There Are No Other Roads
By Elizabeth Cutright
© 2012 The Daily Creative Writer
Funny thing about writer’s block, it can sometimes spring upon you like a hunter’s trap. There you are, walking along the path of your imagination, drinking in all the sights and sounds and enjoying your journey, when out of nowhere the steel jaws clang shut around your ankle and your stuck – mired in indecision, apathy and disillusion.
So how do you escape? Well, they don’t say “the truth will set you free” for nothing.
I find that when my writing just won’t move forward, it’s usually because I’m holding something back. Somewhere along the way I obscured some fact, hid some insight, stepped around an uncomfortable realization. Obscurification doesn’t just hide the truth, it can blind you and lead you towards dead ends and blind alleys.
“Whenever I am stuck in a piece of writing,” says Julia Cameron in The Right to Write, “I ask myself, ‘Am I failing to tell the truth? Is there something I am not saying, something I am afraid to say?’ When the answer is yes, the writing shows it.”
We’ve all played the avoidance game – few people have the courage for regular confrontation – and so the landlord’s never told about the leaky pipe, the coworker never learns that their tuna sandwich pollutes the office during lunch time, and relationships that should have ended months ago continue to exist, emotionless and dead but ever-animated like a zombie.
It’s the same with writing. When we avoid the truth – avoid where the story’s headed or try to couch our insights in friendlier, more “politically correct” language – our writing suffers and eventually collapses, just like that that waterlogged kitchen cabinet.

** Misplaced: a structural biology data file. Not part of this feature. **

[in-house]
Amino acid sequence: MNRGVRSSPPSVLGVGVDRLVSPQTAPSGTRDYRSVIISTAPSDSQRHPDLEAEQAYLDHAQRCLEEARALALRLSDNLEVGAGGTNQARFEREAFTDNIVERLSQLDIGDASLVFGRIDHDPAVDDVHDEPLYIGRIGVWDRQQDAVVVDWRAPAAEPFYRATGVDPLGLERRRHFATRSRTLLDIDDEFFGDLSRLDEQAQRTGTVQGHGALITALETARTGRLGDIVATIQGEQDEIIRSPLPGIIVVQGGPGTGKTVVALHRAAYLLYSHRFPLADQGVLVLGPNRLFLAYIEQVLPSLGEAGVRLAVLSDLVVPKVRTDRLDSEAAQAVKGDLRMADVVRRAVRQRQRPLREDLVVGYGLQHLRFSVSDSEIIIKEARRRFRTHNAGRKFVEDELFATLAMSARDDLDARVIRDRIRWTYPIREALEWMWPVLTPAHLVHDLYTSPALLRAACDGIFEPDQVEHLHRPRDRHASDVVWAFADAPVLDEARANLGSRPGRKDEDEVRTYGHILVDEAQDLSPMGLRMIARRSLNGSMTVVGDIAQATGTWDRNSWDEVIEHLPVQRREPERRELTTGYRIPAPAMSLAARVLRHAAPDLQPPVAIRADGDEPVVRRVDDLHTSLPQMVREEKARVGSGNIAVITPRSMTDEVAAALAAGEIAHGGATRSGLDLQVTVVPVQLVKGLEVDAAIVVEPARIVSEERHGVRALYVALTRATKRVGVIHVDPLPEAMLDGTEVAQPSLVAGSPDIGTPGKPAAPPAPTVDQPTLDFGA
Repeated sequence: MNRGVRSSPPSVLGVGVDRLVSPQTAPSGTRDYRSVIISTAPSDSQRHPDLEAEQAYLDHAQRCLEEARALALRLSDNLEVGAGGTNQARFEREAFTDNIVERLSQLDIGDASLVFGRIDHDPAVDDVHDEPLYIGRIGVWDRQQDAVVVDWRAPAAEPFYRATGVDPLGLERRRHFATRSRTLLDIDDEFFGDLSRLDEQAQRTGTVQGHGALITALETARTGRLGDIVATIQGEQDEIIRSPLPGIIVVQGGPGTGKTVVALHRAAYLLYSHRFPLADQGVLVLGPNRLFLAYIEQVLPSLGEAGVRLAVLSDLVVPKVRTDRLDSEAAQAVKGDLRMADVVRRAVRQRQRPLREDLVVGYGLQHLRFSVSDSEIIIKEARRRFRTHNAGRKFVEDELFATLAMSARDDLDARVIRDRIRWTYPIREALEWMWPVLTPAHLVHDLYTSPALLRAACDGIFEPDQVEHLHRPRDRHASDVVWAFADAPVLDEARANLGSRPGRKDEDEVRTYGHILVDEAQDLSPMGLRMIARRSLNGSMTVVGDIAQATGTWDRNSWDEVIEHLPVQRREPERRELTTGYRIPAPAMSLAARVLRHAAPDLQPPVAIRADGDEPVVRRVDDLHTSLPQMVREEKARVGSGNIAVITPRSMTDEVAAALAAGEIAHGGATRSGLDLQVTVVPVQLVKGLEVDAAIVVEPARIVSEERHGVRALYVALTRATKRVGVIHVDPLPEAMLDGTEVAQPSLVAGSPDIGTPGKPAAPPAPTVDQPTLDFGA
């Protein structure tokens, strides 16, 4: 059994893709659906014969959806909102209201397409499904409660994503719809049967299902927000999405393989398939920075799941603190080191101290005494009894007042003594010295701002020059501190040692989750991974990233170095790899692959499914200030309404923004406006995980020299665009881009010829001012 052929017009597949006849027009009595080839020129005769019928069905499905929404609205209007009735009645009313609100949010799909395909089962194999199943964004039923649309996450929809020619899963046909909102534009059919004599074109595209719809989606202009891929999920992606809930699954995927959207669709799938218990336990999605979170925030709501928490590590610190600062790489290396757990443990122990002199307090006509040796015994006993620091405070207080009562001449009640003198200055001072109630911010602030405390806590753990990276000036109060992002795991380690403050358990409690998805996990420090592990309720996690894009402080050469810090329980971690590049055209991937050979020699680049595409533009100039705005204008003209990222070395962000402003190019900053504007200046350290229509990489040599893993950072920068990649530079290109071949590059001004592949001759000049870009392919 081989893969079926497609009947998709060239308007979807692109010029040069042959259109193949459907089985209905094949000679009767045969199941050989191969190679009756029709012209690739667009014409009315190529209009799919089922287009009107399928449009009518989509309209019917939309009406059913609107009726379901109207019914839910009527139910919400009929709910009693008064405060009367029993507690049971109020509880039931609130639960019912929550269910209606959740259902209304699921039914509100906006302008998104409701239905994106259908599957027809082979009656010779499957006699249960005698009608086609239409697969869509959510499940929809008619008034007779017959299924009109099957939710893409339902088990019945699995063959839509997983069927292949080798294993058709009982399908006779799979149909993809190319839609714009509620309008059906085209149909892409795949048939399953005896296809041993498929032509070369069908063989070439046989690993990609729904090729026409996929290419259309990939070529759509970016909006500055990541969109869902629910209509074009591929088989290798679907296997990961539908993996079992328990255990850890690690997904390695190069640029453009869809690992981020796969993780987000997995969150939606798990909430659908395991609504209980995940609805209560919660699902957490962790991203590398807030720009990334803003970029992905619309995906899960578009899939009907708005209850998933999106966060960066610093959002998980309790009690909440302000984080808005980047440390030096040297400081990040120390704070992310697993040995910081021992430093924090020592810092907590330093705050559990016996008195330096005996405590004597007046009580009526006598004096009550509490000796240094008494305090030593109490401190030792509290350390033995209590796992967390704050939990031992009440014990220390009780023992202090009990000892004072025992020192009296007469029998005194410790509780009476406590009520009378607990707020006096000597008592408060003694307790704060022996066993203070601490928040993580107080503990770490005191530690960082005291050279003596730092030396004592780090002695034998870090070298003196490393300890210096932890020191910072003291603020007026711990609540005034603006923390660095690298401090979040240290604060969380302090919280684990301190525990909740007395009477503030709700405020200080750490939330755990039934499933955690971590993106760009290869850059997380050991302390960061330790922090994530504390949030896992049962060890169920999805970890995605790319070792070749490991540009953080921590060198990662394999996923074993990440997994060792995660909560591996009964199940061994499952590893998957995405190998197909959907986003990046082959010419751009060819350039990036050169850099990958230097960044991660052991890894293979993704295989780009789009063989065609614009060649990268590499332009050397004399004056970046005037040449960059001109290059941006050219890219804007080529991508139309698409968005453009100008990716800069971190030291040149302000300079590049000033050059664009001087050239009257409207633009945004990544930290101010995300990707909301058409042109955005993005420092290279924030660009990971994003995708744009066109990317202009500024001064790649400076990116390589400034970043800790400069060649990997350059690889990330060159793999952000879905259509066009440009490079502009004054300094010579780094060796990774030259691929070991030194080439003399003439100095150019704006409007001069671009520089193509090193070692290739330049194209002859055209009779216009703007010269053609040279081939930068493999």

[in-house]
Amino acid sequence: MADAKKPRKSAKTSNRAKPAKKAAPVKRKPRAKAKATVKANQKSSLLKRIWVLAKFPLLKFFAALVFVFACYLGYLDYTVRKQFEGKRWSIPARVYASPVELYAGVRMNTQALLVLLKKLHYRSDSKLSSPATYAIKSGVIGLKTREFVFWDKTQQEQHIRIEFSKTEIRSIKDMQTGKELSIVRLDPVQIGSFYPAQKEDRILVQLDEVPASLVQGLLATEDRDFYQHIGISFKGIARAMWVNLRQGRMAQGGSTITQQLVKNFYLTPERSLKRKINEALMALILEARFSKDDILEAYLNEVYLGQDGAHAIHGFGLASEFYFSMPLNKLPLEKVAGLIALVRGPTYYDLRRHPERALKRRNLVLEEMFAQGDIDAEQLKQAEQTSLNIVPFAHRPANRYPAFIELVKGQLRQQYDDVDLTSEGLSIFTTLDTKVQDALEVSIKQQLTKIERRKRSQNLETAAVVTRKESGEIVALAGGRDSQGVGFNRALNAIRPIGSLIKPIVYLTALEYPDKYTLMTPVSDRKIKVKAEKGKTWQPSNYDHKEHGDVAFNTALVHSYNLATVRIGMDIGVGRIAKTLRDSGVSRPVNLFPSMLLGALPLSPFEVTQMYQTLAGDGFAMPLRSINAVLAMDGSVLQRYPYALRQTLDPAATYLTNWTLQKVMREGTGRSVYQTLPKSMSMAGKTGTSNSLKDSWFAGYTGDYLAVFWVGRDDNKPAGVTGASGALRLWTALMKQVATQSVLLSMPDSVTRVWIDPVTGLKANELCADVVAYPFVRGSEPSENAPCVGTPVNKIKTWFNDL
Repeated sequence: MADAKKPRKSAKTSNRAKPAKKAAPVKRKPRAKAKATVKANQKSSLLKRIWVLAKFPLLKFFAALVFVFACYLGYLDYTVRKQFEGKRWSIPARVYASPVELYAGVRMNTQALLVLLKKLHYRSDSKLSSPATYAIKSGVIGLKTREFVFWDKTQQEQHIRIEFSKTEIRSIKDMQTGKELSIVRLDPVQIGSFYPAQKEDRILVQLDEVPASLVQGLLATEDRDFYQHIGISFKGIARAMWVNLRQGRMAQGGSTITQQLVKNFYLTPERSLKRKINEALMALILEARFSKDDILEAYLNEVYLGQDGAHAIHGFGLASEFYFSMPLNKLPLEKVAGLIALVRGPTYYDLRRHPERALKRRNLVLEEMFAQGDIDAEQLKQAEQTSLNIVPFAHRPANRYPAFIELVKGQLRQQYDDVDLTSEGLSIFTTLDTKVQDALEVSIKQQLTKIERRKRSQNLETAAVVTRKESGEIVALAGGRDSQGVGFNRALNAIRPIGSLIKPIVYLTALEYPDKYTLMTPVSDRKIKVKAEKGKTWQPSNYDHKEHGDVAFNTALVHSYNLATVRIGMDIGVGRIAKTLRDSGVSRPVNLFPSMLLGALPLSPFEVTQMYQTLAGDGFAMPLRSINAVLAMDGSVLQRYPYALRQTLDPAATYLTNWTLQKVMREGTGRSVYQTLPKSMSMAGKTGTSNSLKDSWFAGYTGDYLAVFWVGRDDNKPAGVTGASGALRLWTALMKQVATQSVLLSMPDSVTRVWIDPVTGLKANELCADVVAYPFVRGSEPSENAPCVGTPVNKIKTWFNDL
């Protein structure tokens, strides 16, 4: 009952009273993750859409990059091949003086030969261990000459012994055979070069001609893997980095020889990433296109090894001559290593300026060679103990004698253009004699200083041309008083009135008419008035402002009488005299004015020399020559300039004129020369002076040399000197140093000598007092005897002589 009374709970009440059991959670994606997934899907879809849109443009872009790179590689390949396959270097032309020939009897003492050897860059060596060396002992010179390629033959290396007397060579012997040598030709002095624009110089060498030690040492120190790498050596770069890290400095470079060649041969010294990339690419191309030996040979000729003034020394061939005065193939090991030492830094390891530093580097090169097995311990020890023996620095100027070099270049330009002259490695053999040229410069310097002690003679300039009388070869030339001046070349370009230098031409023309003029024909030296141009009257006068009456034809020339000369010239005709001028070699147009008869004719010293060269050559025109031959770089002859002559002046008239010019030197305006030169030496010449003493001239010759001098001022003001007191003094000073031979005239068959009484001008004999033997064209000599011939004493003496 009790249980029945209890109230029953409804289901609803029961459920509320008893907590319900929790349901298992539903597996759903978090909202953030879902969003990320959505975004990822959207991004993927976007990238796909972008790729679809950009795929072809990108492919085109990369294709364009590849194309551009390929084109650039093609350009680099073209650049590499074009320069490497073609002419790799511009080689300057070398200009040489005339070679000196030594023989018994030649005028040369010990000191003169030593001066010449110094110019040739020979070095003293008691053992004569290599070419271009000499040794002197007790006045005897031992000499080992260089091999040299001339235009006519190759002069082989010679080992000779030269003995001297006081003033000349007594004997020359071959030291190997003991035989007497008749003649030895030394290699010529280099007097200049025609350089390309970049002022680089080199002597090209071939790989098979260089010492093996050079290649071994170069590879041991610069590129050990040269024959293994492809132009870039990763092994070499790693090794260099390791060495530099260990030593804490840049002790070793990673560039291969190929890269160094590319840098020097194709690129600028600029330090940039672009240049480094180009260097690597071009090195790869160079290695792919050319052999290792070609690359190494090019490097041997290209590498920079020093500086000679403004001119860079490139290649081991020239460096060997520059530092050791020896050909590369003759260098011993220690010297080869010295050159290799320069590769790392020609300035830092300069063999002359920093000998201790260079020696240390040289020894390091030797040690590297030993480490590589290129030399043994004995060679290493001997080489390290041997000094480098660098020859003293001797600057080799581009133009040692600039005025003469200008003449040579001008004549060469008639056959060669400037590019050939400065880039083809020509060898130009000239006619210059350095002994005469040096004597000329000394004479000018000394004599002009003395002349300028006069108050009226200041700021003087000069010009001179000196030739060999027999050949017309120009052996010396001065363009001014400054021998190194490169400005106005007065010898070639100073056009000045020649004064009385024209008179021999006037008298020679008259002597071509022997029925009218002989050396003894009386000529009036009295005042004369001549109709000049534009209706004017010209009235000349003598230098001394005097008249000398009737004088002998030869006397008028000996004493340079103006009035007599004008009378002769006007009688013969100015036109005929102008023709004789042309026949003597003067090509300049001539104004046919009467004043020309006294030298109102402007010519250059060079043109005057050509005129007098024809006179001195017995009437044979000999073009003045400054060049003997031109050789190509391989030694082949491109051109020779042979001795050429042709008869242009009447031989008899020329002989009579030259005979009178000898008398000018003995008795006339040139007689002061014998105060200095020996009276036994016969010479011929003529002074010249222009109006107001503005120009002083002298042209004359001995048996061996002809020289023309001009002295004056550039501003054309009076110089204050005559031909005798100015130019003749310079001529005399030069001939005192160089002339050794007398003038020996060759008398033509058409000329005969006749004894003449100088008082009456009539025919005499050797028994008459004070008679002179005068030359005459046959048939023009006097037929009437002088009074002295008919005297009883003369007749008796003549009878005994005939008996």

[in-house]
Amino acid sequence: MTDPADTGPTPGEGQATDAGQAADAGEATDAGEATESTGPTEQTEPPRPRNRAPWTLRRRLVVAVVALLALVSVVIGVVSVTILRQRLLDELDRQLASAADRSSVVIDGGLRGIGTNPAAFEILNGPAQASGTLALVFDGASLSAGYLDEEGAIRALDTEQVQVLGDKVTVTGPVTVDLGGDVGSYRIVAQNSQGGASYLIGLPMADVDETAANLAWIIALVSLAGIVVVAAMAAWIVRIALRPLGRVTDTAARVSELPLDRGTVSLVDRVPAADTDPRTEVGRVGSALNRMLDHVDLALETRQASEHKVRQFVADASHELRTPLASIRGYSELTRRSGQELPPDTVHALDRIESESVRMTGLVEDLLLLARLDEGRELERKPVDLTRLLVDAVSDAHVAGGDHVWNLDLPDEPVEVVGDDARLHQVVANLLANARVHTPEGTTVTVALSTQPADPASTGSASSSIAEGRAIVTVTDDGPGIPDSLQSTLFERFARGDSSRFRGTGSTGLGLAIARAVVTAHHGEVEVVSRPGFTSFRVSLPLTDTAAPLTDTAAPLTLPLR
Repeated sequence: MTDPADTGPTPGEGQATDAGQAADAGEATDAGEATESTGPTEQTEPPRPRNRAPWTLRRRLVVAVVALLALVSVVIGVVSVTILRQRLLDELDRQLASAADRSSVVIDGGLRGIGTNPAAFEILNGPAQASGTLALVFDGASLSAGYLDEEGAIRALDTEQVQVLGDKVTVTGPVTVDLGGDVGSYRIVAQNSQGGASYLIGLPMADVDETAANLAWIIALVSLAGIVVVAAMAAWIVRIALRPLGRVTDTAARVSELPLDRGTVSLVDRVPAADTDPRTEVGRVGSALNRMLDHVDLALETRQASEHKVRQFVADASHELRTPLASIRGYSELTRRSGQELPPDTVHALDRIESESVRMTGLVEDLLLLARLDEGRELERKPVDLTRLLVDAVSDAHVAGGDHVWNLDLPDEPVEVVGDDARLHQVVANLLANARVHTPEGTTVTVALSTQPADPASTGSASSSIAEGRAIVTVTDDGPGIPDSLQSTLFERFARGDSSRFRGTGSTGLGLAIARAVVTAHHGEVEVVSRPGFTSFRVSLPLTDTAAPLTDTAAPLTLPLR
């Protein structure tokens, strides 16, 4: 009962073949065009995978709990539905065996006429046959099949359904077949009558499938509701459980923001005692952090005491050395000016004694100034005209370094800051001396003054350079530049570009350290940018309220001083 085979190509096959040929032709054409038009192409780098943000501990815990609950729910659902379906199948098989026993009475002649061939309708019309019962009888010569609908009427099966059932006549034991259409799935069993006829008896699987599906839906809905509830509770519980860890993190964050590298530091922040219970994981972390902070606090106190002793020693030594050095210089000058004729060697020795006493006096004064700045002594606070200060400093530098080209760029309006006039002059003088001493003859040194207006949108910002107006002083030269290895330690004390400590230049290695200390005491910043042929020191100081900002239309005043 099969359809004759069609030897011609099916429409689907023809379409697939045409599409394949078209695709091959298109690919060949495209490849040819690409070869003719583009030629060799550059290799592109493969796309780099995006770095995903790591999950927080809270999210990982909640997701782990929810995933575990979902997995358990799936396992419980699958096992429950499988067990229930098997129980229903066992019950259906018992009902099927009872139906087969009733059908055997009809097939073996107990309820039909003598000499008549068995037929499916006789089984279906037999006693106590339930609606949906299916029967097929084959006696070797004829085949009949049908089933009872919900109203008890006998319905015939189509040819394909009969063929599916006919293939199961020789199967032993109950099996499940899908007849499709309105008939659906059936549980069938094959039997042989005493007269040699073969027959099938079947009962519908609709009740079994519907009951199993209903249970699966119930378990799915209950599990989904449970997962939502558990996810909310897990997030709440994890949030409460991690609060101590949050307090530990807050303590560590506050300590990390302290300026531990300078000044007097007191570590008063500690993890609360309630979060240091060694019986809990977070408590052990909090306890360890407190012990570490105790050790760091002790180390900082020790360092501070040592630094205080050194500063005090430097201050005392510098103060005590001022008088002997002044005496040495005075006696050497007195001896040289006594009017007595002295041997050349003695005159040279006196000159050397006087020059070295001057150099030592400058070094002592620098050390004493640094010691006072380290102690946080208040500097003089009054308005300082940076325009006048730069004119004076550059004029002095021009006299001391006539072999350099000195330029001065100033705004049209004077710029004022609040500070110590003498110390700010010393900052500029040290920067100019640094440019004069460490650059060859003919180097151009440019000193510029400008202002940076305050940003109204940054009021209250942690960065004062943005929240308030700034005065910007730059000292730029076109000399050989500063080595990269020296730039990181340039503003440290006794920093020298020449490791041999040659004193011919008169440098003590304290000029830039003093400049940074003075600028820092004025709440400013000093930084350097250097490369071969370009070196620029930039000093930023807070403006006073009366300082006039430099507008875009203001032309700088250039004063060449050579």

Perceiving the pathway to truth,
Was struck with astonishment.
It was thickly overgrown with weeds.
“Ha,” he said,
“I see that none has passed here
In a long time.”
Later he saw that each weed
Was a singular knife.
“Well,” he mumbled at last,
“Doubtless there are other roads.”
And telling the truth is even more difficult when you know you’ve got an audience. Just last week, my mother told me she was disappointed in the way I’d described Laughlin, Nv (the town she’s called home for over 20 years). She said that by calling it “second rate,” I’d disparaged not just the city, but its residents, including my parents. She was genuinely upset by my choice of words – but I would be lying if I tried to change the way Laughlin (despite it’s many charms) appeared to me during the time I lived there.
For all the difficulty associated with its execution, there are benefits to telling the truth when you write. As Cameron points out, “It is almost impossible to be honest and boring at the same time.” You may aim to entertain, provoke or depress your readers, but you should never bore them.
Additionally, honesty allows you to reveal the depths of your piece. As Cameron says, telling the truth takes you deeper and can help you heal.
“For writers – for all of us – honesty is healing, and one of the first things it heals is our prose problems.”
Just remember, no matter how clever you think you are, when you hide the truth, it shows.
“Writing is sheer – like a scarf – and the shape of our odd emotional furniture always shows beneath the drapes.
So next time you’re blocked, check your “truth-meter.” How far have you strayed from the truth? How can you steer yourself back towards honest shores?
Here are some questions to help you along the way:
> Am I saying what I mean?
> Am I glossing over anything?
> Am I giving a pat answer instead of a truthful one?
> What truth am I blurring?
> What am I afraid to simply say?
> What am I unwilling to face?